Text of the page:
In MM05, we quantified the hockeystick-ness of simulated PC1s as the difference between the 1902-1980 mean (the “short centering” period of Mannian principal components) and the overall mean (1400-1980), divided by the standard deviation – a measure that we termed its “Hockey Stick Index (HSI)”. In MM05 Figure 2, we showed histograms of the HSI distributions of Mannian and centered PC1s from 10,000 simulated networks.
Nick Stokes contested this measurement as merely a “M&M creation”. While we would be more than happy to be credited for the concept of dividing the difference of means by a standard deviation, such techniques have been used in statistics since the earliest days, as, for example, the calculation of the t-statistic for the difference in means between the blade (1902-1980) and the shaft (1400-1901), which has a similar formal structure, but calculates the standard error in the denominator as a weighted average of the standard deviations in the blade and shaft. In a follow-up post, I’ll re-state the results of the MM05 Figure 2 in terms of t-statistics: the results are interesting.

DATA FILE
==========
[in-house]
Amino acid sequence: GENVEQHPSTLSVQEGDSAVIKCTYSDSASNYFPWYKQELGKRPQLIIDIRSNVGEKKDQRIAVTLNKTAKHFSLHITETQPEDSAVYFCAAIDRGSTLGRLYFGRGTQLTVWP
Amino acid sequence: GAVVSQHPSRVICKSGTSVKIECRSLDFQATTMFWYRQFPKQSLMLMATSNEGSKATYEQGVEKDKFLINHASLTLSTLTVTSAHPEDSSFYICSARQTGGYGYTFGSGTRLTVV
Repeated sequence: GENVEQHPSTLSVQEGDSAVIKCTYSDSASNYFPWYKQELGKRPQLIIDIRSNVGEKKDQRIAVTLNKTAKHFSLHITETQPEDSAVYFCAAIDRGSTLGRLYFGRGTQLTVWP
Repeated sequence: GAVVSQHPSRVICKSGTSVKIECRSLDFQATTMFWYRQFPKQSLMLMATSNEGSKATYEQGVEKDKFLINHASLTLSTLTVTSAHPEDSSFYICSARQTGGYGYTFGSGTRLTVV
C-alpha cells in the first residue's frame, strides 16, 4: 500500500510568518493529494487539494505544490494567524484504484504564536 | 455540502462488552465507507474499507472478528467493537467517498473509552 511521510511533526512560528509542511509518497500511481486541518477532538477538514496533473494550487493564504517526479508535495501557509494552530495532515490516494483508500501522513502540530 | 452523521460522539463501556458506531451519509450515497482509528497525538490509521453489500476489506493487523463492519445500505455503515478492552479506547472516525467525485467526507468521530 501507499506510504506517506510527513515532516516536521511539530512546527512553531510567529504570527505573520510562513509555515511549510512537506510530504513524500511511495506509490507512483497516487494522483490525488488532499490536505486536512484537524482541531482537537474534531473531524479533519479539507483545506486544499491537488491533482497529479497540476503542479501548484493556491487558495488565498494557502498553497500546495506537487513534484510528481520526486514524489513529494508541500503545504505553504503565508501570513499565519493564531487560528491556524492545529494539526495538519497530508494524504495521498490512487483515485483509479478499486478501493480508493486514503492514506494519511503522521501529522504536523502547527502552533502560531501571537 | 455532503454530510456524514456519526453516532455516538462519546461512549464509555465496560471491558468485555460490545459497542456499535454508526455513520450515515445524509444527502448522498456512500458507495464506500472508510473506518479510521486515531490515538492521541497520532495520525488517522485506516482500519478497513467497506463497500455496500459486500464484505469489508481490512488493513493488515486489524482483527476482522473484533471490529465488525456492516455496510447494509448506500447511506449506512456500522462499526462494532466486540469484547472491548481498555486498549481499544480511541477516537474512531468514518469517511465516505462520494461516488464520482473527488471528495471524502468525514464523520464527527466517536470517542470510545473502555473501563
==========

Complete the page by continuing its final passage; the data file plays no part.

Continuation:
Some ClimateBallers, including commenters at Stokes’ blog, are now making the fabricated claim that MM05 results were not based on the 10,000 simulations reported in Figure 2, but on a cherry-picked subset of the top percentile. Stokes knows that this is untrue, as he has replicated MM05 simulations from the script that we placed online and knows that Figure 2 is based on all the simulations; however, Stokes has not contradicted such claims by the more outlandish ClimateBallers.